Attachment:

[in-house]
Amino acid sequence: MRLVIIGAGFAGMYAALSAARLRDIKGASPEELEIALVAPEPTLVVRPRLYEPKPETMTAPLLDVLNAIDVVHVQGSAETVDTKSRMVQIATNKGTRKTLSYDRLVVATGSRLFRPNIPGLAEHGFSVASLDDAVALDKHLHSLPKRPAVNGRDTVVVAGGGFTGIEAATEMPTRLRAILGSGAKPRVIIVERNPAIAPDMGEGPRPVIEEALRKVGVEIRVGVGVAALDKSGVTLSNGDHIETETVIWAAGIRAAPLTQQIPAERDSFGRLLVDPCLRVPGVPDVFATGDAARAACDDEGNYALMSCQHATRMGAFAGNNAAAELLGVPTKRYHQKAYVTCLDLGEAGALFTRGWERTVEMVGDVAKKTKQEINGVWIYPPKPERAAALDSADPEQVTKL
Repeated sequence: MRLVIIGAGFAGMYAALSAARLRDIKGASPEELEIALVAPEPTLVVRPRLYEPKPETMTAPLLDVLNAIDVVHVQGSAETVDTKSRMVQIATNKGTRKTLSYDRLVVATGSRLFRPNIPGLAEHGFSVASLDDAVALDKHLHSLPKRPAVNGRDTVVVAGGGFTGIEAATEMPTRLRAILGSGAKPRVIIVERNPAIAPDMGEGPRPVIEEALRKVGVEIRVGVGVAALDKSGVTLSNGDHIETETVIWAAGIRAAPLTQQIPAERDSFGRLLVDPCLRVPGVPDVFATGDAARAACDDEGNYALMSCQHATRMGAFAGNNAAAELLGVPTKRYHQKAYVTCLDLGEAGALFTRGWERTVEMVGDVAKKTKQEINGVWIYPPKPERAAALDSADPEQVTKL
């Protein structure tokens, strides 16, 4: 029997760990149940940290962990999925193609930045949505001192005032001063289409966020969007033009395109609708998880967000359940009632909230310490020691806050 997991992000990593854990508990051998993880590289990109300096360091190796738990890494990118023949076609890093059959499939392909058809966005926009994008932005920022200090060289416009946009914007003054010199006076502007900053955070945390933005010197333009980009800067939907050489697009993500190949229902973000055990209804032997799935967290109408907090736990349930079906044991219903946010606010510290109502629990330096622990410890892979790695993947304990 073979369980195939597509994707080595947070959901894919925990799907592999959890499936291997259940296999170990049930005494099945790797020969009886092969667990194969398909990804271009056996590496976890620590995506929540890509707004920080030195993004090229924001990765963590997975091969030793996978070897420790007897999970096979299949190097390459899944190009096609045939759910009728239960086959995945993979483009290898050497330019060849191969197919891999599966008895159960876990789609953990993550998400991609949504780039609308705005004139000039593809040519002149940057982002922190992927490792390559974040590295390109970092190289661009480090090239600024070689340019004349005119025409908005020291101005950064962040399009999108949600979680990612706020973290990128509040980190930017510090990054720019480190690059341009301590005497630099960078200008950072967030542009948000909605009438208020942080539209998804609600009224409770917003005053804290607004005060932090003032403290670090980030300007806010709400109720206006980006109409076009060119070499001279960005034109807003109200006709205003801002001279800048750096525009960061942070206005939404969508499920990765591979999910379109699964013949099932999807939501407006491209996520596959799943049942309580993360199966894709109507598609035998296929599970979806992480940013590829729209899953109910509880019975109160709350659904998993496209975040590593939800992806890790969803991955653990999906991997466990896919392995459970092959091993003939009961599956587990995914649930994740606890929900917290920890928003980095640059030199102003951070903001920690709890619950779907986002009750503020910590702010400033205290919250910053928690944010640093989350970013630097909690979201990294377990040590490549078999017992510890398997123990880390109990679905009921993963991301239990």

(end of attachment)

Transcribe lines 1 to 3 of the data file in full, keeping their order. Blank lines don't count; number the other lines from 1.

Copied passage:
[in-house]
Amino acid sequence: MRLVIIGAGFAGMYAALSAARLRDIKGASPEELEIALVAPEPTLVVRPRLYEPKPETMTAPLLDVLNAIDVVHVQGSAETVDTKSRMVQIATNKGTRKTLSYDRLVVATGSRLFRPNIPGLAEHGFSVASLDDAVALDKHLHSLPKRPAVNGRDTVVVAGGGFTGIEAATEMPTRLRAILGSGAKPRVIIVERNPAIAPDMGEGPRPVIEEALRKVGVEIRVGVGVAALDKSGVTLSNGDHIETETVIWAAGIRAAPLTQQIPAERDSFGRLLVDPCLRVPGVPDVFATGDAARAACDDEGNYALMSCQHATRMGAFAGNNAAAELLGVPTKRYHQKAYVTCLDLGEAGALFTRGWERTVEMVGDVAKKTKQEINGVWIYPPKPERAAALDSADPEQVTKL
Repeated sequence: MRLVIIGAGFAGMYAALSAARLRDIKGASPEELEIALVAPEPTLVVRPRLYEPKPETMTAPLLDVLNAIDVVHVQGSAETVDTKSRMVQIATNKGTRKTLSYDRLVVATGSRLFRPNIPGLAEHGFSVASLDDAVALDKHLHSLPKRPAVNGRDTVVVAGGGFTGIEAATEMPTRLRAILGSGAKPRVIIVERNPAIAPDMGEGPRPVIEEALRKVGVEIRVGVGVAALDKSGVTLSNGDHIETETVIWAAGIRAAPLTQQIPAERDSFGRLLVDPCLRVPGVPDVFATGDAARAACDDEGNYALMSCQHATRMGAFAGNNAAAELLGVPTKRYHQKAYVTCLDLGEAGALFTRGWERTVEMVGDVAKKTKQEINGVWIYPPKPERAAALDSADPEQVTKL